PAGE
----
You can actually see all the wind turbines in the photo that I have provided. Lilypad isn’t connected to anything and floats to where the ocean takes it. The project probably won’t be built anytime soon, but it poses a really interesting way to handle a problem that we may need to consider in the next generations.
The images of Lilypad are very beautiful and I actually wouldn’t mind living on it but I think that the idea would be really caustrophobic since there isn’t anywhere to go but THERE and you almost feel stuck. I guess you could go on a boat and maybe explore the seas for a while, but it would be interesting what would happen if you got lost and couldn’t find you “home.” :/

Whale Power?

December 5, 2008 - Leave a Response

The technology is based on the fin of a humpback whale.

Dr. Frank E. Fish studied the unusual bumps (tubercles) on the leading edge of humpback whale flipper and discovered that they create what he dubbed a “tubercle effect” on surrounding fluid: delaying stall, increasing lift and decreasing drag. This discovery allowed a portal of understanding into the grace and ease by which these huge mammals glide through the ocean. By adding precisely formed versions of those bumps to blades or rotors, his designs have proven to easily overcome the scientific limitations once deemed unavoidable by engineers and scientists.

It’s amazing that these engineers and scientist didn’t think of this before as something so simple as seeing a humpback whale and understanding how they work can influence our energy resources.

* Tubercle Technology wind turbines will be more efficient and more reliable.
* Tubercle Technology hydroelectric turbines will open up vast new opportunities in power generation.
* Tubercle Technology pumps will deliver enhanced efficiency for everything from municipal water systems to farm irrigation.
* And last – but certainly not least – Tubercle Technology will truly revolutionize fans. Everything from ceiling fans to HVAC fans to large scale ventilation fans will need less power and will be quieter as well.

If all of this is true, I think that “whale power” is definitely a breakthrough in green technology.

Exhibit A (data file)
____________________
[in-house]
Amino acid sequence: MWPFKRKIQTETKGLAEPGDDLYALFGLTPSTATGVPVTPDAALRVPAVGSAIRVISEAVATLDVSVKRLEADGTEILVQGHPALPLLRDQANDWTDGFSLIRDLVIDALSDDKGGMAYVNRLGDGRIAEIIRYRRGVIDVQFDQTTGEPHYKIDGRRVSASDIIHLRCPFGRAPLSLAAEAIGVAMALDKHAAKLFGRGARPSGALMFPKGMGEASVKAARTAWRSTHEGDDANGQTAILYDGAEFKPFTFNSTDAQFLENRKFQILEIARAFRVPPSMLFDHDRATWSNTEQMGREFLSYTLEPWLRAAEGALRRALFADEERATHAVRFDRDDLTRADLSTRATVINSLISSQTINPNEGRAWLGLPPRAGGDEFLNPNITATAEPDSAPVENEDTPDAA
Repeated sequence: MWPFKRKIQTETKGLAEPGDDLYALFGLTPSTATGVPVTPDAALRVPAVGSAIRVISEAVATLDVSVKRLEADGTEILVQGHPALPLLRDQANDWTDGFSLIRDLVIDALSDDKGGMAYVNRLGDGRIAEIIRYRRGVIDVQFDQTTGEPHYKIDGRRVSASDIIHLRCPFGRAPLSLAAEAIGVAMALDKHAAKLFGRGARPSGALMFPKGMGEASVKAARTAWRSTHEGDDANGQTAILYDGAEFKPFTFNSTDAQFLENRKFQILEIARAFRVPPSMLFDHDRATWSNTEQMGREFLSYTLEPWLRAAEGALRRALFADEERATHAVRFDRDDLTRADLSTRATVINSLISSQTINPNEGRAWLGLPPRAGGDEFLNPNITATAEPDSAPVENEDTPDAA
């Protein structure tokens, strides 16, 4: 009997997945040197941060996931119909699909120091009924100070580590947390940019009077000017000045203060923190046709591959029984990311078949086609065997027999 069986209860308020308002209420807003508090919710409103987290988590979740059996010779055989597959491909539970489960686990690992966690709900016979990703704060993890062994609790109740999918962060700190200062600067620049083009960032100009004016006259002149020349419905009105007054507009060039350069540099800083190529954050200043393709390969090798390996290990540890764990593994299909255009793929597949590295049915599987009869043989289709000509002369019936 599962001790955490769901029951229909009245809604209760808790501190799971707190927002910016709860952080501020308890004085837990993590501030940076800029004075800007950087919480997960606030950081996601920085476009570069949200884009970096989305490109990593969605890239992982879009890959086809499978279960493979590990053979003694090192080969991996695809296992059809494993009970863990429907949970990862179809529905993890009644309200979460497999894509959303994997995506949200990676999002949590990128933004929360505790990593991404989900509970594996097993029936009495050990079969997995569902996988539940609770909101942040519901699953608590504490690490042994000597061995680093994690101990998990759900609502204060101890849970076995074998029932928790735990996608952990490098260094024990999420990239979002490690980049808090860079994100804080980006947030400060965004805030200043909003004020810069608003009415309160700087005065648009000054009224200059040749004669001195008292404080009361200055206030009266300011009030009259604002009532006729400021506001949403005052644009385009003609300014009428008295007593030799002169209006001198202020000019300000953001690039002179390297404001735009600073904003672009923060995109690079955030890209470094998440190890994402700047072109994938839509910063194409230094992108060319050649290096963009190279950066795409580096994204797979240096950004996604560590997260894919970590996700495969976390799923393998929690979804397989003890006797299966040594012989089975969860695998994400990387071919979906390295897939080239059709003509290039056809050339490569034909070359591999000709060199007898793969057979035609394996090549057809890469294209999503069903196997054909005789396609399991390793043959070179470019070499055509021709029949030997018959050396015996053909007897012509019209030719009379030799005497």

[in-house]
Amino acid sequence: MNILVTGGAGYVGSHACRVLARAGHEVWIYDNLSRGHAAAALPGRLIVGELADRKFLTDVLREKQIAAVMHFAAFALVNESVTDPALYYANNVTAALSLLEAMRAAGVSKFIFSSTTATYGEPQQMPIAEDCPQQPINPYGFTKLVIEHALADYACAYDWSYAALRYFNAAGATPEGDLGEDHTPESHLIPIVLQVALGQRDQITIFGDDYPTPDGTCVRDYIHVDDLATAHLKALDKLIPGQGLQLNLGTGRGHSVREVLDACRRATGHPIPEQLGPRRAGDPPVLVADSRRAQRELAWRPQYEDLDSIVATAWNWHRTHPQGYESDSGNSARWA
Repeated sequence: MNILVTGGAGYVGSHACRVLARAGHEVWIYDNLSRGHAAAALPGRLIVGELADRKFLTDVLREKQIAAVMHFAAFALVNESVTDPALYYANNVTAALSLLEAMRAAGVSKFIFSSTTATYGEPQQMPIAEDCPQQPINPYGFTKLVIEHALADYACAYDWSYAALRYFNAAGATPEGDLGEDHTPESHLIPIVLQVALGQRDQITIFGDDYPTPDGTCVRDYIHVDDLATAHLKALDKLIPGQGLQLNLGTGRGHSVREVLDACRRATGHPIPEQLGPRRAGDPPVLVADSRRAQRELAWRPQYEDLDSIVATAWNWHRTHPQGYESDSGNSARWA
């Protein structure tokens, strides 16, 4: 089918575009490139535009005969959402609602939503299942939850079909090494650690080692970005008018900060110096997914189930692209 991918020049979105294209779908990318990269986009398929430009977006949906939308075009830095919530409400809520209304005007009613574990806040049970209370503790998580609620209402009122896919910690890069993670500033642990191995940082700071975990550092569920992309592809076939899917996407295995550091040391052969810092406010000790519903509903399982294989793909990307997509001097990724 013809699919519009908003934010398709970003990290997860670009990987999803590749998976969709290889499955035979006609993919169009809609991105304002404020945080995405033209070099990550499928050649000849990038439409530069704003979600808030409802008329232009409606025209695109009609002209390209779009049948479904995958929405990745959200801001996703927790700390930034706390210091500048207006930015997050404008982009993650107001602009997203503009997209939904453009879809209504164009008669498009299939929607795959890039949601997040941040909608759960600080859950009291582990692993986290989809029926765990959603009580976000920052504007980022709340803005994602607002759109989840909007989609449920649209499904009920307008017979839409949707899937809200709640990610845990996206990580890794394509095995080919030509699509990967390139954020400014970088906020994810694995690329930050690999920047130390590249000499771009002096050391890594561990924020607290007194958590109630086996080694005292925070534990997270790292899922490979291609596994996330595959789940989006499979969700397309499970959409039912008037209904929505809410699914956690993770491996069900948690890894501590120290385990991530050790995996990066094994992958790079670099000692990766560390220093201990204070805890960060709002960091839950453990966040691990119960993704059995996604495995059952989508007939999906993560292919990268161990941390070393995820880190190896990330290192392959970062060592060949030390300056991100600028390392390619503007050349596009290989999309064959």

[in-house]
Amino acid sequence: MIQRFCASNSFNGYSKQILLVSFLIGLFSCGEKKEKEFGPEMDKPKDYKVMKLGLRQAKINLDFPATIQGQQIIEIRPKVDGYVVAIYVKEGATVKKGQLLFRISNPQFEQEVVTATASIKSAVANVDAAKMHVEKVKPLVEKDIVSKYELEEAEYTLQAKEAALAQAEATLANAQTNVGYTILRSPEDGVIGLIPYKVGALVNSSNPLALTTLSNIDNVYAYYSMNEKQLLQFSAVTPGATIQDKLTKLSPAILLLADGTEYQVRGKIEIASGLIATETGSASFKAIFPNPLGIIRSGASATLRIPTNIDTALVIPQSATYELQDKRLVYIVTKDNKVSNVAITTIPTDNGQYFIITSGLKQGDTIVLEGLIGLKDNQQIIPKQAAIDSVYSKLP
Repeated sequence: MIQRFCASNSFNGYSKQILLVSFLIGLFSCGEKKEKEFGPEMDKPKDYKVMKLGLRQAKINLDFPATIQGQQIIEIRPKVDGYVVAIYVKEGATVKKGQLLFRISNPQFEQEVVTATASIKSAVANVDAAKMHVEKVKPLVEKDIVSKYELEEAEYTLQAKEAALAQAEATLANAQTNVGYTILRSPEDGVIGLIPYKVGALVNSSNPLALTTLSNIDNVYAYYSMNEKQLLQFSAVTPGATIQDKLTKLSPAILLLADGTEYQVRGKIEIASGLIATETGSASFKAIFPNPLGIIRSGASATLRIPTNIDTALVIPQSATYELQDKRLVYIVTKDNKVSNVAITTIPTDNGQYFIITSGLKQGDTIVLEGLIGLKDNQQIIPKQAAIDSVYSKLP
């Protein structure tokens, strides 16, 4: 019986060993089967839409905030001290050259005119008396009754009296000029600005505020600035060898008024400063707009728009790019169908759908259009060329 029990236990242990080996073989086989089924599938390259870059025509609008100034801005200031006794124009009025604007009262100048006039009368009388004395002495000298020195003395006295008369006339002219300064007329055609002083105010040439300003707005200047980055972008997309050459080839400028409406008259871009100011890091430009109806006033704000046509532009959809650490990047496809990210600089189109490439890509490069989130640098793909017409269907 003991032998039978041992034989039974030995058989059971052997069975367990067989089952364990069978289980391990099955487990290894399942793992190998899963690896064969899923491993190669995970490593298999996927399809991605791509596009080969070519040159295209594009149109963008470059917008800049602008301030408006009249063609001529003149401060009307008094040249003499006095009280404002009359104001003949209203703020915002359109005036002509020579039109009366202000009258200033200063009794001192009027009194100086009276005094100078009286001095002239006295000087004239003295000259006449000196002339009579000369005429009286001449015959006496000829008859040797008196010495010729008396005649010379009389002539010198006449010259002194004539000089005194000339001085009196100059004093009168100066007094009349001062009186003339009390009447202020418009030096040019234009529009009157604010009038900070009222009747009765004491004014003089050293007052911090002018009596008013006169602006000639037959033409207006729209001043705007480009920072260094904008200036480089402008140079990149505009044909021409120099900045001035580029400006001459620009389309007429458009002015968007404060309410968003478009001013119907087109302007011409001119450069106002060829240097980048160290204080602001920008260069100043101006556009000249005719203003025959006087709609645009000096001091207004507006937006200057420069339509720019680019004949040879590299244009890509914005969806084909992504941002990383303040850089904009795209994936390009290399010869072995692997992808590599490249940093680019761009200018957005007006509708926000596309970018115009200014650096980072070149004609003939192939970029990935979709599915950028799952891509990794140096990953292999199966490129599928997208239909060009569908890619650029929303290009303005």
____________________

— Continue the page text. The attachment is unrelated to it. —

Light Sensors: Good or Bad?

December 5, 2008 - Leave a Response

If you’re not using the lights, they shouldn’t be on right? That’s the idea of light sensors, they sense the presence of movement and based on that, they turn on or off. If there is movement, then they’ll turn on and “theoretically” stay on if there is always movement. If there is no movement, they turn off. This seems like a very green idea; you aren’t wasting energy and you’re only using energy when you need it most. In my washroom I have a vent with a light that has a sensor on top of my ceiling. At times it can be really inconvenient such as when you are taking a shower. The sensor cannot detect the movement while in the shower because of the curtain, and so every once in a while the light will turn off. This is definitely an annoyance as to put the light back on you need to make rapid movements towards it to turn it back on. I don’t think that a washroom is the best place to put a sensor like that in. Maybe a living room? But even then think of this scenario: You’re watching a movie and the light is off because you’re not making any movements.. but the phone rings and you need to get it which turns the light on. Depending on how long the light stays on you need to wait till that time to continue watching your movie. That example is a bit extreme, but it gets my point across. I don’t like light sensors, but they aren’t “bad” per say… they’re just kind of annoying.